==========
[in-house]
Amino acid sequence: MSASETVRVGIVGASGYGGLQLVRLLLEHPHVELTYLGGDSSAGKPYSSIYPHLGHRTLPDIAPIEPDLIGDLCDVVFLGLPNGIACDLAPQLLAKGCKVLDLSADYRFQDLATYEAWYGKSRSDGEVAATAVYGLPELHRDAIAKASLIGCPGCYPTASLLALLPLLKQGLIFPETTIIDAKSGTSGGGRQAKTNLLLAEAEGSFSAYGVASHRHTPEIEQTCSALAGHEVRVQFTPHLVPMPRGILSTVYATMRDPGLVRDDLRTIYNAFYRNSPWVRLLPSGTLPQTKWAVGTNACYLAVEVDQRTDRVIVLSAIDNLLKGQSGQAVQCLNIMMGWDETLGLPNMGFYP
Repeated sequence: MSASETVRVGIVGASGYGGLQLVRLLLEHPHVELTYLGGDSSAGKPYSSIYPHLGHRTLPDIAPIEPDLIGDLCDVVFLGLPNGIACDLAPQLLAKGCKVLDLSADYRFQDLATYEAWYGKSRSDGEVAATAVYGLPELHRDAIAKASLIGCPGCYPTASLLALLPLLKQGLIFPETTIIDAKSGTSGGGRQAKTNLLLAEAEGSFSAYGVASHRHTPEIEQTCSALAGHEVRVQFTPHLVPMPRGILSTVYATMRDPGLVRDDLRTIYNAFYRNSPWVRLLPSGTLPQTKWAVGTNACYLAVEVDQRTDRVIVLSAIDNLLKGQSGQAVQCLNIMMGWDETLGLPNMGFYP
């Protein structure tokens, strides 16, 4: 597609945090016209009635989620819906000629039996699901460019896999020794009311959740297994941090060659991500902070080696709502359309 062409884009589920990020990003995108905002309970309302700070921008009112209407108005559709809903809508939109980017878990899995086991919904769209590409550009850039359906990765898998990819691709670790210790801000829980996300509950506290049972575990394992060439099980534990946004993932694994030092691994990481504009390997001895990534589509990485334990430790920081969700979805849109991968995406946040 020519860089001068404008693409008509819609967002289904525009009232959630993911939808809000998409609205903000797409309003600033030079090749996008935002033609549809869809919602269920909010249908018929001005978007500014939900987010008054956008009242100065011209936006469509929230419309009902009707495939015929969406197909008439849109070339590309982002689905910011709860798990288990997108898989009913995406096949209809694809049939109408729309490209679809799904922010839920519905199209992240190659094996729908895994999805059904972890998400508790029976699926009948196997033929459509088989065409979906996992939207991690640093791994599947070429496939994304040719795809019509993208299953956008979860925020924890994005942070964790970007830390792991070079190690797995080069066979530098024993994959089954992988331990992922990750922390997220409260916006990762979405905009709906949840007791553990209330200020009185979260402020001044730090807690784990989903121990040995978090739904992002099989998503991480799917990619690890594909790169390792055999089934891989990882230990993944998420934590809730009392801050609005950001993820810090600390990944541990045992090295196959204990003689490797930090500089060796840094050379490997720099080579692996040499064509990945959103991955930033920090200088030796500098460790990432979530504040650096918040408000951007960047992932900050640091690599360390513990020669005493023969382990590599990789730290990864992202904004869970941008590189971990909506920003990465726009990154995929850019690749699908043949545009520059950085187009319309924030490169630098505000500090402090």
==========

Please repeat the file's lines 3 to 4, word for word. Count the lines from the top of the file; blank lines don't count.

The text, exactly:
Repeated sequence: MSASETVRVGIVGASGYGGLQLVRLLLEHPHVELTYLGGDSSAGKPYSSIYPHLGHRTLPDIAPIEPDLIGDLCDVVFLGLPNGIACDLAPQLLAKGCKVLDLSADYRFQDLATYEAWYGKSRSDGEVAATAVYGLPELHRDAIAKASLIGCPGCYPTASLLALLPLLKQGLIFPETTIIDAKSGTSGGGRQAKTNLLLAEAEGSFSAYGVASHRHTPEIEQTCSALAGHEVRVQFTPHLVPMPRGILSTVYATMRDPGLVRDDLRTIYNAFYRNSPWVRLLPSGTLPQTKWAVGTNACYLAVEVDQRTDRVIVLSAIDNLLKGQSGQAVQCLNIMMGWDETLGLPNMGFYP
């Protein structure tokens, strides 16, 4: 597609945090016209009635989620819906000629039996699901460019896999020794009311959740297994941090060659991500902070080696709502359309 062409884009589920990020990003995108905002309970309302700070921008009112209407108005559709809903809508939109980017878990899995086991919904769209590409550009850039359906990765898998990819691709670790210790801000829980996300509950506290049972575990394992060439099980534990946004993932694994030092691994990481504009390997001895990534589509990485334990430790920081969700979805849109991968995406946040 020519860089001068404008693409008509819609967002289904525009009232959630993911939808809000998409609205903000797409309003600033030079090749996008935002033609549809869809919602269920909010249908018929001005978007500014939900987010008054956008009242100065011209936006469509929230419309009902009707495939015929969406197909008439849109070339590309982002689905910011709860798990288990997108898989009913995406096949209809694809049939109408729309490209679809799904922010839920519905199209992240190659094996729908895994999805059904972890998400508790029976699926009948196997033929459509088989065409979906996992939207991690640093791994599947070429496939994304040719795809019509993208299953956008979860925020924890994005942070964790970007830390792991070079190690797995080069066979530098024993994959089954992988331990992922990750922390997220409260916006990762979405905009709906949840007791553990209330200020009185979260402020001044730090807690784990989903121990040995978090739904992002099989998503991480799917990619690890594909790169390792055999089934891989990882230990993944998420934590809730009392801050609005950001993820810090600390990944541990045992090295196959204990003689490797930090500089060796840094050379490997720099080579692996040499064509990945959103991955930033920090200088030796500098460790990432979530504040650096918040408000951007960047992932900050640091690599360390513990020669005493023969382990590599990789730290990864992202904004869970941008590189971990909506920003990465726009990154995929850019690749699908043949545009520059950085187009319309924030490169630098505000500090402090």